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Note: Pulmonary Fibrosis News is strictly a news and information website about the disease. It does not provide medical advice, diagnosis, or treatment. This content is not intended to be a substitute for professional medical advice, diagnosis, or treatment. Always seek the advice of your physician or other qualified health provider with any questions you may have regarding a medical condition. Never disregard professional medical advice or delay in seeking it because of something you have read on this website. The opinions expressed in this column are not those of Pulmonary Fibrosis News or its parent company, BioNews Services, and are intended to spark discussion about issues pertaining to pulmonary fibrosis.

6 comments

  1. Terry Moriarty says:

    Hi Charlene,

    I never thought of doing this when I was working. What a great idea that your co-workers know the signs of trouble and what to do.

    Now that I’m retired and live alone, my protocol is quite different, but I think can be useful for anyone who spends extended time alone.

    1. In case of power outage, I have a tank placed near my bed. I also keep battery-power lamps scattered around the house. I figure if the power goes out when it’s light out, I’ll be able to walk to the tank quickly enough. But if it happens when asleep, I could be really disoriented. Thus tank next to the bed. The power company knows I’m on oxygen and are suppose to respind appropriately, if they can.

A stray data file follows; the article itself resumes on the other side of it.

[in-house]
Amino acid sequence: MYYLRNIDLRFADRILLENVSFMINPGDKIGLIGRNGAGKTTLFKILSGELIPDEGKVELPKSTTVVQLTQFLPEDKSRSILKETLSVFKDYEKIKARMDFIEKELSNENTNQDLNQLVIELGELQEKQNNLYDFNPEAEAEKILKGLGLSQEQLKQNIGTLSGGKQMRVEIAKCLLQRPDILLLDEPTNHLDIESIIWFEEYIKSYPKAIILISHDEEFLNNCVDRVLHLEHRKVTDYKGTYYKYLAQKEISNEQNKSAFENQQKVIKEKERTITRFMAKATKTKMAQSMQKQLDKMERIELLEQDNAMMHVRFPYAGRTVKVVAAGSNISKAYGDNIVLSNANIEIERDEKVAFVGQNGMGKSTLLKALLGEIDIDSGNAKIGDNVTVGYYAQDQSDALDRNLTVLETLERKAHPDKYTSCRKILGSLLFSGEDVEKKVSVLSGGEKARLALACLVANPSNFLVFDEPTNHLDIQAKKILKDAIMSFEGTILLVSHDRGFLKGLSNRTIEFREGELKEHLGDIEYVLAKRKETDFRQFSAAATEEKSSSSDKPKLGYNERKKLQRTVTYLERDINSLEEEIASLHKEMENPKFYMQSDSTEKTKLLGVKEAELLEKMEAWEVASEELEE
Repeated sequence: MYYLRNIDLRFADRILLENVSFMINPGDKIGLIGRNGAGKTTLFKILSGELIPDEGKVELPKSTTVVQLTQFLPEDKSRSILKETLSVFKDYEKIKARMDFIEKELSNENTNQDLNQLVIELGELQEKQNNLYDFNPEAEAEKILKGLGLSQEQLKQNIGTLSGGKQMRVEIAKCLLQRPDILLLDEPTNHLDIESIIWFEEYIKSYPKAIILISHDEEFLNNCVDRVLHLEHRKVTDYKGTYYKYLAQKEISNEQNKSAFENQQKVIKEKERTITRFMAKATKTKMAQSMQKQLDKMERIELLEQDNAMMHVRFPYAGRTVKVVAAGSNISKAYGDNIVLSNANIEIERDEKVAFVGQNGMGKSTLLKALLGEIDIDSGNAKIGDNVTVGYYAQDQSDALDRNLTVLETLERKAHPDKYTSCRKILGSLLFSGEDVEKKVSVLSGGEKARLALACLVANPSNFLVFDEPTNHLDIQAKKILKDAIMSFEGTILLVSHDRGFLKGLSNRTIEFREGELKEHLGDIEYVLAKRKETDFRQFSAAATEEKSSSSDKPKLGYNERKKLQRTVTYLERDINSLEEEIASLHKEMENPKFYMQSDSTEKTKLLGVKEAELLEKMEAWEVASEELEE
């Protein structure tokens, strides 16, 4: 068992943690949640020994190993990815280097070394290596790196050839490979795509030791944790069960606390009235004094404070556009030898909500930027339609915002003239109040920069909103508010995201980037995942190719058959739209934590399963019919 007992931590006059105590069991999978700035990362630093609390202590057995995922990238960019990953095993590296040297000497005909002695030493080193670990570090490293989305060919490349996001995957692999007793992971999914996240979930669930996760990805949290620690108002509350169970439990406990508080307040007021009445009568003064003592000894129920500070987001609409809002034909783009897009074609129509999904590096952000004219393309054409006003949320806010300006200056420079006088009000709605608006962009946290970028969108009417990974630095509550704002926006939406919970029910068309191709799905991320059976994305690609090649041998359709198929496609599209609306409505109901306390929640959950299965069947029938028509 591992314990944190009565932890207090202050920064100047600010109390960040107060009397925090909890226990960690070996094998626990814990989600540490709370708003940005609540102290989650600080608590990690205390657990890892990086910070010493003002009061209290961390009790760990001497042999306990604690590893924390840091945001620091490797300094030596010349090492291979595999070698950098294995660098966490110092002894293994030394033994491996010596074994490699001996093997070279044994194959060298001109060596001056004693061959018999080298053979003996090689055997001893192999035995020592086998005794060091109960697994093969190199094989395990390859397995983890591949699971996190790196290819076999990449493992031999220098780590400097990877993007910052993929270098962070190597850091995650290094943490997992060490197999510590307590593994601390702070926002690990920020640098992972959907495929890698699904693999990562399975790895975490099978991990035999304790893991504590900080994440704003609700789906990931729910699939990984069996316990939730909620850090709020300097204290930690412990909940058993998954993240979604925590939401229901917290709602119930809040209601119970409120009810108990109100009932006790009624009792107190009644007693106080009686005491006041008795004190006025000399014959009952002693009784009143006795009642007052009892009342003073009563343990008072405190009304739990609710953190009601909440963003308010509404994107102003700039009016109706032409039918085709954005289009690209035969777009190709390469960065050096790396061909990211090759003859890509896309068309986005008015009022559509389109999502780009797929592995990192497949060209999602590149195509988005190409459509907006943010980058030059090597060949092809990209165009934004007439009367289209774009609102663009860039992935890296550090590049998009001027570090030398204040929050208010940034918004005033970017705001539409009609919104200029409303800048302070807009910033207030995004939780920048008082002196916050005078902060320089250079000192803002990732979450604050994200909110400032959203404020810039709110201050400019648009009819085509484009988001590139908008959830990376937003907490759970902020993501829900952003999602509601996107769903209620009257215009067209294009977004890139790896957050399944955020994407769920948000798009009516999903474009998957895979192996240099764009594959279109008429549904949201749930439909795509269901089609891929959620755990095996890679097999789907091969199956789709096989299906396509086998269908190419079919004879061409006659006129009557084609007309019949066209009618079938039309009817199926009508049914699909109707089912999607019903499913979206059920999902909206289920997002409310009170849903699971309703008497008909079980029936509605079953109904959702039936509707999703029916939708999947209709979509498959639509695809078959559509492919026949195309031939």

2. I use a medical alert system with fall detection. It’s cellular-based, so works when away from home.
    3 I wear a medical alert bracelet with my son’s phone number on it and states oxygen required 24/7. I got just the engraved part that I had attached to a pretty bracelet, so it isn’t obvious I’m wearing one, except to someone trying to take my pulse.
    4. My city has an emergency program I registered for that let’s them know the code to my front door and which neighbors have a key.
    5. I use my POC mostly, but carry tanks in my car just in case. I have one strapped into the front seat so I can turn it on fast if the POC should fail.

    I can’t think of anything else I can do to prepare for an incident.

    • Charlene Marshall says:

      Hi Terry,

      Nice to hear from you, thanks for reading my columns and connecting via the comments! Thanks for your kind words – it just brings me another level of comfort knowing that my colleagues know how to help (even initially) in the event of an emergency. They know to call an ambulance if ever in doubt their efforts aren’t enough, or if I’m not recovering but having a training for everyone to at least know the basics equips both of us with confidence.